We discussed the application of the hybrid EM-MCEM algorithm for infectious disease data under the prospective design in which households are followed from the beginning of an epidemic. The algorithm can be generalized to the case-ascertained design in which households are enrolled only when index cases are acertained by symptom onsets. However, caution should be taken for determining the sampling range of the infectiousness onset times for asymptomatic cases, as the starting time of the epidemic is generally unknown. It may be reasonable to include in the sampling range a few days before the symptom onset time of the index case, so that all possible realizations of exposure of susceptibles to the asymptomatic infections are taken into account. If an asymptomatic person could be infected much earlier than the index case, then prior immunity can be considered as a possible state in addition to asymptomatic infection, so as to avoid a too wide sampling range.

Using only final infection states but no information on symptom onset times and assuming that asymptomatic infections are as infectious as symptomatic infections, a final size model (Longini et al., 1982) estimated the infection SARs as 0.21 (95% CI:0.17, 0.25) for the 1977–1978 H3N2 epidemic and 0.31 (95% CI:0.22, 0.39) for the 1978–1979 H1N1 epidemic. No covariate was explicitly adjusted for in those analyses, but only subjects with HI titers ≤ 640 (nearly the whole population as only three individuals have higher titers) were considered susceptible in the H3N2 epidemic, and only subjects < 20 years old with HI titers ≤ 10 were considered susceptible in the H1N1 epidemic. In addition, the risk of infection from the unknown source was assumed constant. Applying similar cutoffs for the HI titers and assumption about relative infectivity of asymptomatic infections, our infection SAR estimates are 0.16 (95% CI:0.12, 0.21) for the H3N2 epidemic and 0.27 (95% CI:0.19, 0.37) for the H1N1 epidemic. The discrepancy in the SAR estimates for H3N2 is most likely a consequence of different inclusion/exclusion criteria of households for analysis. The numbers of households used in Longini et al. (1982) are 159 and 93 for the two epidemics, both smaller than the numbers we used. The distribution of the final sizes was given in Longini et al. (1982) for the H1N1 epidemic but not for the H3N2 epidemic, and our H1N1 data give a fairly similar distribution.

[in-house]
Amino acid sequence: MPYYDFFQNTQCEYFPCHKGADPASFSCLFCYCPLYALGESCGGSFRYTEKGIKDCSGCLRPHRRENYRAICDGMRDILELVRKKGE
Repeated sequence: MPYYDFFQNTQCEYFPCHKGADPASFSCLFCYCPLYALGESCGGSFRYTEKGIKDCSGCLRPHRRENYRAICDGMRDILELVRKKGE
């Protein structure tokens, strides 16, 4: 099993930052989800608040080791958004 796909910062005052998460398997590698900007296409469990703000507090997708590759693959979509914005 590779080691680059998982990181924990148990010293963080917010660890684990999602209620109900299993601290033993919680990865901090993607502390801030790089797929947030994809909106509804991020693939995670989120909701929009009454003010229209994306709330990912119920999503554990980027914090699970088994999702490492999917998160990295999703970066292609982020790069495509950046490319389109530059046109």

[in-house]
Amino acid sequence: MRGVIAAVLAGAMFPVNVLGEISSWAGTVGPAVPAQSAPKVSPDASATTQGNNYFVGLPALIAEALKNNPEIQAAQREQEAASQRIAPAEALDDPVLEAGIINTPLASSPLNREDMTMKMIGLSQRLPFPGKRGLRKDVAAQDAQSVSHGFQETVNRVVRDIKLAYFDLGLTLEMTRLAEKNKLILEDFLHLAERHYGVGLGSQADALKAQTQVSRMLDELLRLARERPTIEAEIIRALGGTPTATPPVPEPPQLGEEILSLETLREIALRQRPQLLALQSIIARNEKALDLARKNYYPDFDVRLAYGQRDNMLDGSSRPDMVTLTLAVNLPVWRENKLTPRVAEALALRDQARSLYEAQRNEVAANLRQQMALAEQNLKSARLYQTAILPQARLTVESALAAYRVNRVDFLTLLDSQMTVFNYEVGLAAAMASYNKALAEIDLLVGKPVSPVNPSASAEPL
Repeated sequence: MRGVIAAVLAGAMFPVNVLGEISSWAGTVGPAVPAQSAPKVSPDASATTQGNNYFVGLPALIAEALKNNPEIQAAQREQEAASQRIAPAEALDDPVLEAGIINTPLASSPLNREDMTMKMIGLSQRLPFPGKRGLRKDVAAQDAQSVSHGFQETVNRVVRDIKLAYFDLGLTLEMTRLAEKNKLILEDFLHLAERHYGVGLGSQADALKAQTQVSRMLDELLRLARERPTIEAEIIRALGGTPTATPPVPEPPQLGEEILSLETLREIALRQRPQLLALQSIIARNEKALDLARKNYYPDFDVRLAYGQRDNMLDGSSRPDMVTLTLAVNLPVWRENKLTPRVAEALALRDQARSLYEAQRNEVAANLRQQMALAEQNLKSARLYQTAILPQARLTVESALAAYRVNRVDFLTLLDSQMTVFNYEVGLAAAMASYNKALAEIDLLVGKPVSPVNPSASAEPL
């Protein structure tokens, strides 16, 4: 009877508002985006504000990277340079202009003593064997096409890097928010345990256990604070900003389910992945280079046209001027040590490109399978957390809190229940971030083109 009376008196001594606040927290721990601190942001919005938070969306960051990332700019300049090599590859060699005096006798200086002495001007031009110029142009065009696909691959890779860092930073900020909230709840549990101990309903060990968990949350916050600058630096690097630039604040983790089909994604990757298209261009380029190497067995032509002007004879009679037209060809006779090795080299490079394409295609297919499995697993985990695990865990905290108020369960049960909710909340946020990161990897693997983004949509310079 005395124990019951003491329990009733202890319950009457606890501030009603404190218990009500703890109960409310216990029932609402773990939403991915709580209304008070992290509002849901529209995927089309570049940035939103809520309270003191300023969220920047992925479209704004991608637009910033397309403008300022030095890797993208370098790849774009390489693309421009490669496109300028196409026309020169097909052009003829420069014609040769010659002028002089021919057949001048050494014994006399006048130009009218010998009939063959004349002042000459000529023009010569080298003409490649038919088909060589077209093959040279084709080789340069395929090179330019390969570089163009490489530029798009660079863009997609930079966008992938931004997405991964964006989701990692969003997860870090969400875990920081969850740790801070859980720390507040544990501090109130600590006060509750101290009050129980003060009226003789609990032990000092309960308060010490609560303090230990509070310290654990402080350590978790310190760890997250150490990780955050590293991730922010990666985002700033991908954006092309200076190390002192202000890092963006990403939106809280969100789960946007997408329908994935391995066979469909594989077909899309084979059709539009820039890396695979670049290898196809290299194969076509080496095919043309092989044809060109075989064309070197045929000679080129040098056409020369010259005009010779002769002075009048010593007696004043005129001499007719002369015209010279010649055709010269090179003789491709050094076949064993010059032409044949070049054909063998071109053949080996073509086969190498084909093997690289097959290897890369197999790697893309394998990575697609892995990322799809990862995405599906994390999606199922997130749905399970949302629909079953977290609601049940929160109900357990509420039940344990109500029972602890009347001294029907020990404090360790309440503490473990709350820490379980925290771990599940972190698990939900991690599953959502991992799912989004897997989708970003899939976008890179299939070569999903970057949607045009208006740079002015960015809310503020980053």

Conditioning on the pre-season HI titer level, strong age effects on reducing susceptibility to infection were detected in both epidemics, which may be indicative of the role of either a T-cell response or the neuraminidase antibody level (not available) in preventing transmission. The larger age effect on transmissibility for H1N1 relative to H3N2 is likely due to the fact that it was the first emergence of the H1N1 virus after vanishing in late 1950s (Xu et al., 2010), and therefore only adults of 20 years or above had previous exposure to this virus.

As *θ* increases over the range of [0, 1], the full likelihood for the complete data increases for the H3N2 epidemic and decreases for the H1N1 epidemic (results not shown). However, we did not pursue a profile likelihood approach for the estimation of *θ* for two reasons. First, an estimate of *θ* > 1 would be difficult to interpret in biology as influenza is a respiratory disease whose transmission is primarily driven by symptoms such as coughing and sneezing. Second, how reliable *θ* can be estimated and the sample size required for such estimation are under future investigation. Our assumptions concerning the knowledge about *θ* as well as the distribution of the infectious period are made to avoid non-identifiability of key quantities such as *p* and covariate effects in the presence of uncertainty about the final status. Previous studies have shown that, even with final outcomes completely observed, a relative large population is necessary for more flexibility in modeling the infectious period (Yang, Longini and Halloran, 2009; Kenah, 2010).

Our simulation study indicates that the inference is not greatly compromised even when the proportion of people with uncertain final states is relatively high but is totally impossible when such proportion reaches 100%. The usefulness of a validation set (individuals with lab-confirmed final states) with appropriate statistical methods has been previously found and emphasized in the setting of infectious diseases (Halloran et al., 2003; Yang et al., 2010). However, such usefulness should by no means diminish the importance of the efforts to ascertain as complete information as possible via carefully designed studies.

This work was supported by the National Institute of General Medical Sciences MIDAS grant U01-GM070749 and the National Institute of Allergy and Infectious Diseases grant R37-AI032042.

Web Appendices referenced in Sections 1 and 4, together with the data and computer code, are available with this paper at the Biometrics website on Wiley Online Library.